**A meme from a few years ago on how to draw an owl in two steps, the first being two circles and the second a detailed owl drawing.

Location Sketching Influencing My Studio Painting

A question that came up with the group of pleinair painters from the US who were on an art retreat on Skye last week was how I thought my on-location painting would relate to or influence my studio work. My answer was (paraphrasing) that I had no idea but I imagined it would be roundabout not directly connected.

Wrong! Sunday was my first “normal” studio day for a fortnight, and when I picked up a little painting to complete it, I found myself reaching for the Payne’s grey acrylic ink I’ve had so much fun using for location sketching. The painting ended up quite different to where it was — more intense colour and strong black (or rather, Payne’s grey).

Dabbing off areas with excessive ink
Red earth ink added
Iridescent green and yellow inks added. (Iridescent simply because I had them to hand.)
Adding white ink with a rigger brush in the sea. I also added blue to the sea, and raised the horizon line slightly so I could include some sea to the left of the sea stack.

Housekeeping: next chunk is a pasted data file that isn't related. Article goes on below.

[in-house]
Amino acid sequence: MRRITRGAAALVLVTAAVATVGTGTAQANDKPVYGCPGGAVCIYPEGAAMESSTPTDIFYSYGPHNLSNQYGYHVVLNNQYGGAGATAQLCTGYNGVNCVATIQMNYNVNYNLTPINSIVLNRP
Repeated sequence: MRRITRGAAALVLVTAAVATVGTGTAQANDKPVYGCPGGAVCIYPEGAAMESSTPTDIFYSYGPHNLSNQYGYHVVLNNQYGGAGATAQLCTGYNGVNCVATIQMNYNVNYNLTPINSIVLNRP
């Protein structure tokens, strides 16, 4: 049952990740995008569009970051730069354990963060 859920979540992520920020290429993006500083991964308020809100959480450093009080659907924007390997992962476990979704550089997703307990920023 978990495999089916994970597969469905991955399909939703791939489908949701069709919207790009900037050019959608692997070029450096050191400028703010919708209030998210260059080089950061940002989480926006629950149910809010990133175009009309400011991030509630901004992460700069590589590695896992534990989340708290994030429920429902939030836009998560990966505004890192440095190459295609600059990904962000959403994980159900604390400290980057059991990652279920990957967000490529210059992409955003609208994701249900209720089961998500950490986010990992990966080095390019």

As it was when I left it to dry overnight. I was liking where it was.

I still liked it in the morning, and have found myself continuing to reach almost entirely for my acrylic ink.

A Bit More Than a Month of ‘Thinking Time’ (Plus an Afternoon) to Finish a Painting

Part of the reason it’s hard to answer the “how long did it take to paint” question is because of ‘thinking time’. When I’m thinking about a painting, about what I need to do or might do (or wish I hadn’t done!), but not standing brush in hand and paint on palette in front of it.

It came to mind today when I finished this painting which had been waiting more than five weeks for me to feel brave enough to tackle a few small changes and additions as well as add more glazes to finish the sky. My main hesitation point was my doubts about matching the blue in the stream, but in the end I was right with my first guess, cerulean.

For a bit I used the excuse of getting ready for my workshop at Higham Hall to not finish this painting, then the excuse of a bit of R&R after teaching the workshop, then I got sidetracked by an idea, and then today I suddenly felt up to it.

Being hot meant things dried quickly (acrylics at 21°C is quite different to it at 10°C!) and I had to just get on with it. I think I have finished it, besides varnishing, and choosing a title, and stringing, and photographing properly. But those can wait a bit still.

Diptych. 120x80cm.

Move the Moon or the Reflection?